Sen. Tom Coburn, R-Okla., on Friday released an oversight report, “Federal Programs to Die for – American Tax Dollars Sent Six Feet Under” that found more than $1 billion that has been sent to the deceased in the past decade.
Washington paid for dead people’s prescriptions and wheelchairs, subsidized their farms, helped pay their rent, and even chipped in for their heating and air conditioning bills.
“Nothing represents the stupidity of wasteful Washington spending more than directing a billion taxpayer dollars to the deceased. This practice is disgraceful and, in many cases, robs the living of promised benefits,” Coburn said in a statement released by his office.
“Congress itself created this mess by allowing poorly designed programs to continue unchecked. As a result, $1 billion of taxpayer funds has gone to 250,000 deceased individuals since 2000. If Congress is ready to get serious about spending restraint, ending subsidies for deceased people is a sensible place to start.”
The report shows that since 2000, the known cost of payments to more than 250,000 deceased individuals has topped $1 billion, according to a review of government audits and reports by the Government Accountability Office, inspectors general, and Congress itself.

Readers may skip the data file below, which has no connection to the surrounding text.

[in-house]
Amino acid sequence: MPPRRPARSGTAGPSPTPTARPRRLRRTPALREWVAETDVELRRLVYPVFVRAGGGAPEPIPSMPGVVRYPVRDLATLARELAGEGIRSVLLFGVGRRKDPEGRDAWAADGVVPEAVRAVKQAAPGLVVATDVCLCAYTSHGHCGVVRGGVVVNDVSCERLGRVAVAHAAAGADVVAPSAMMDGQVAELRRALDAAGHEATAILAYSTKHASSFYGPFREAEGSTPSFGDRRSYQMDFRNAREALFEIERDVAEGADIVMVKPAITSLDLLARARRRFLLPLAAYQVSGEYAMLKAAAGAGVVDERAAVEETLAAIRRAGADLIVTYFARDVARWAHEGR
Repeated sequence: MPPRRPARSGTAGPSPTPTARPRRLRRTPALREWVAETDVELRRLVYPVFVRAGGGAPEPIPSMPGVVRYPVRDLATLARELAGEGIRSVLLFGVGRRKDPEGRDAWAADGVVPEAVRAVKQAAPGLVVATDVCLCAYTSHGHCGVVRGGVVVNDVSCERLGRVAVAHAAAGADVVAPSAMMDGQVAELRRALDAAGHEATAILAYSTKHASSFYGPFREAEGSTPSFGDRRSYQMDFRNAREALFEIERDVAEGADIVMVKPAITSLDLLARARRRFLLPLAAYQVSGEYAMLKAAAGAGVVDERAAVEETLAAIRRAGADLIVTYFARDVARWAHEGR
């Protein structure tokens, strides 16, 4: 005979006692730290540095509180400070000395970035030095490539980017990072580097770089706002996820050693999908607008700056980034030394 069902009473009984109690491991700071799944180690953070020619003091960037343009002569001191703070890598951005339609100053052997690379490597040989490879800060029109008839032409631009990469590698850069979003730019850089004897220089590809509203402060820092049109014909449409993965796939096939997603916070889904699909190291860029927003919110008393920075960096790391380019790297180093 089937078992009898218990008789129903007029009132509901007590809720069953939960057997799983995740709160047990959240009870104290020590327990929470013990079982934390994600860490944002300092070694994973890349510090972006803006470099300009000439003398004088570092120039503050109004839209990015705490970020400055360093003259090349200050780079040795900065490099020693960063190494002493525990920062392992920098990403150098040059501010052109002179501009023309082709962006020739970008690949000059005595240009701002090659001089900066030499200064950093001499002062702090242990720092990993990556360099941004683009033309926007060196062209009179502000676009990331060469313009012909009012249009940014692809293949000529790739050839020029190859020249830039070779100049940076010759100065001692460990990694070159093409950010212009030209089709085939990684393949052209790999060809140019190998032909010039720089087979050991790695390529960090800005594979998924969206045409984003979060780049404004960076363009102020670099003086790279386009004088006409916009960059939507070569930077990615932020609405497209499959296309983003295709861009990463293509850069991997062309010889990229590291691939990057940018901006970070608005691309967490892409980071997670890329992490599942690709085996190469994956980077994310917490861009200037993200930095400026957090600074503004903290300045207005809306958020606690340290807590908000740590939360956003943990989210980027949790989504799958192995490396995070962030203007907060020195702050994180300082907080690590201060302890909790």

This is likely only a small picture of a much larger problem, the statement read. Among the agencies making payments to the deceased, according to the statement:
• The Social Security Administration sent $18 million in stimulus funds to 71,688 dead people and $40.3 million in questionable benefit payments to 1,760 dead people.
• The Department of Health and Human Services sent 11,000 dead people $3.9 million in assistance to pay heating and cooling costs.
• The Department of Agriculture sent $1.1 billion in farming subsidies to deceased farmers.
• The Department of Housing and Urban Development overseeing local agencies knowingly distributed $15.2 million in housing subsidies to 3,995 households with at least one deceased person.
• Medicaid paid over $700,000 in claims for prescriptions for controlled substances written for over 1,800 deceased patients and prescriptions for controlled substances written by 1,200 deceased doctors.
• Medicare paid as much as $92 million in claims for medical supplies prescribed by dead doctors and $8.2 million for medical supplies prescribed for dead patients.
• Congress has established HIV/AIDS funding distribution based on historic numbers of deceased HIV/AIDS patients, while many individuals living with AIDS desperately wait for medical care.